by Lindsay Gibbs and Casey Quinlan
Friday marks the 45th anniversary of the passing of Title IX, the federal civil rights law that prevents sex and gender discrimination in education.
Over the past decade, largely under the guidance of President Barack Obama, Title IX has been strengthened. The Obama administration added protections for transgender students and sexual assault victims to the statute, and repealed a Bush-era policy that allowed schools to rely solely on unscientific surveys to “prove” a lack of interest in starting a new women’s sport.
But as Title IX supporters celebrate how much the legislation has accomplished, particularly for women and girls in sports, many who have been closely monitoring the actions of President Donald Trump and his Secretary of Education Betsy DeVos are extremely concerned about its future.
“There’s a sense that Title IX and girls participating in sports and gender equality is a done deal, when in fact the reality is it’s very fragile,” Nancy Hogshead-Makar, an Olympic champion, civil rights lawyer, and founder of Champion Women, told ThinkProgress.
There is evidence from the past few months to suggest that Hogshead-Makar’s warning is not merely hyperbole. Trump’s budget proposal recommends a seven percent budget reduction for the Office for Civil Rights, which would force the department to slash approximately 27 jobs at a time when Title IX complaints are on the rise. The ratio of Title IX cases per investigative staff members in the OCR was 41 to 1 in fiscal year 2016, and that ratio will only become more lopsided if these cuts go into effect.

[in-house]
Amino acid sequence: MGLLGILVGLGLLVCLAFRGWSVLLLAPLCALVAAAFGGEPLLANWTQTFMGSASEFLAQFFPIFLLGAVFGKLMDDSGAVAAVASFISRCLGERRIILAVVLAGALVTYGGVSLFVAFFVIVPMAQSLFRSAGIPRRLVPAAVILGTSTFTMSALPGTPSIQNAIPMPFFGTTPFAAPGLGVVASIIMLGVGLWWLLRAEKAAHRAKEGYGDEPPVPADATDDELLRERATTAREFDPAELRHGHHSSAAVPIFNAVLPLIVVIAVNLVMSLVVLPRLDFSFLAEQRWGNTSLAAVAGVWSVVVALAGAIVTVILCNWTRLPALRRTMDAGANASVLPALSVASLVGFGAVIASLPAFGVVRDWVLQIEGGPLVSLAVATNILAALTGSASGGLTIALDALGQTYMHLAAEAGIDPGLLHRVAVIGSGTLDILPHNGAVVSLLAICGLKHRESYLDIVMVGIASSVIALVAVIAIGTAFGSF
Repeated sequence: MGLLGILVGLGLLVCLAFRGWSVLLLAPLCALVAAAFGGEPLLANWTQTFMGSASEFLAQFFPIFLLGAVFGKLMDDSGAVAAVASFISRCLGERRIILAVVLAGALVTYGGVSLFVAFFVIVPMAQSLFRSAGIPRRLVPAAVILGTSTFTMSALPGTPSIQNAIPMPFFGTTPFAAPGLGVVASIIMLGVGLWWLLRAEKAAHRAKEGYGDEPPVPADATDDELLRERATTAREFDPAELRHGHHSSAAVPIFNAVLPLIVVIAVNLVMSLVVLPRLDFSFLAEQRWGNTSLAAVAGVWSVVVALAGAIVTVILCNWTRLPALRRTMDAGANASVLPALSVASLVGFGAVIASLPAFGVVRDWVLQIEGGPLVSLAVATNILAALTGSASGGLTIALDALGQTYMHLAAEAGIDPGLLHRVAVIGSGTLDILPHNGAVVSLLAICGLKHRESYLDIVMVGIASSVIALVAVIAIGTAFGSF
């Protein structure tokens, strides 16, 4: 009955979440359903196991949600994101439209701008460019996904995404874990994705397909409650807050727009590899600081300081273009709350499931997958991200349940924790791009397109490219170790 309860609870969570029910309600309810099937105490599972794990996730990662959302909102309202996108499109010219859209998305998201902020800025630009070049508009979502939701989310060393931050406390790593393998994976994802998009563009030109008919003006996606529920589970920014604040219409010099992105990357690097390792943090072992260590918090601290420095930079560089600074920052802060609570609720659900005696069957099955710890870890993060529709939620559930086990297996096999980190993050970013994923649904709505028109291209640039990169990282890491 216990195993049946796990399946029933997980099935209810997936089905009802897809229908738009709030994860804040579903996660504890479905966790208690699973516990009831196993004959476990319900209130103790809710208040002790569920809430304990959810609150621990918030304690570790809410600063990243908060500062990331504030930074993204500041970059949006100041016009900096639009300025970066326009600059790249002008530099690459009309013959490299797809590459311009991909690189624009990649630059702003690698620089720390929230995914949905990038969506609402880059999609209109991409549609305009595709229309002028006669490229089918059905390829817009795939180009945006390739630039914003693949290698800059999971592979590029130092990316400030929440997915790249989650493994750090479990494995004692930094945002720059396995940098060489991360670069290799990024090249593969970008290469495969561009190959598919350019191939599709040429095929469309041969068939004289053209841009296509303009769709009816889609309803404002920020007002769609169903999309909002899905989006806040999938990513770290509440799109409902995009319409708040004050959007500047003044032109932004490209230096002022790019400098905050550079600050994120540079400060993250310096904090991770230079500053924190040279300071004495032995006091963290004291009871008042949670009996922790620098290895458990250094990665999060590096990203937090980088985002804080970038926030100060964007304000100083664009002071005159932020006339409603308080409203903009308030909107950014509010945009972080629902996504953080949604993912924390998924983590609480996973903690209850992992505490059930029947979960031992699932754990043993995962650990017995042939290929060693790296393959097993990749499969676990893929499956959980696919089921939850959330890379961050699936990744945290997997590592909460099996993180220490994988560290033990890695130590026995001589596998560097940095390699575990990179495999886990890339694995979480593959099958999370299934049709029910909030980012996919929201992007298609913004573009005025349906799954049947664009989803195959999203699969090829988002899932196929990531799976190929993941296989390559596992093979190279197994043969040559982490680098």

Additionally, DeVos has named Candice Jackson — a woman who once insisted she faced discrimination because she is white — as the deputy assistant secretary of the Office for Civil Rights. And DeVos has shown no signs that she will fight for members of any marginalized community.
If a law is only as good as its enforcement, then Title IX is in trouble.
The authority of Title IX seems to be trending in the wrong direction, and that could mean bad news for sexual assault victims on college campuses, transgender (and other LGBTQ) students, and equality in athletics.
In 2001, the OCR issued a guidance that sexual harassment was considered a threat to students’ ability to pursue opportunities in education. In 2011, President Obama expanded that guidance and made it clear that sexual violence was considered sexual harassment.
The expanded guidance requires prompt investigation of the complaint, universities to have an established internal review procedure, and schools to provide accommodations and services to students who have been sexually assaulted. The creation of this guidance coincided with the advocacy work of survivors of campus sexual assault, and an increased public awareness of the epidemic — according to RAINN, 23 percent of female college students are raped or sexually assaulted on campus. Currently, there are 337 sexual violence cases being investigated by the OCR at 238 postsecondary institutions.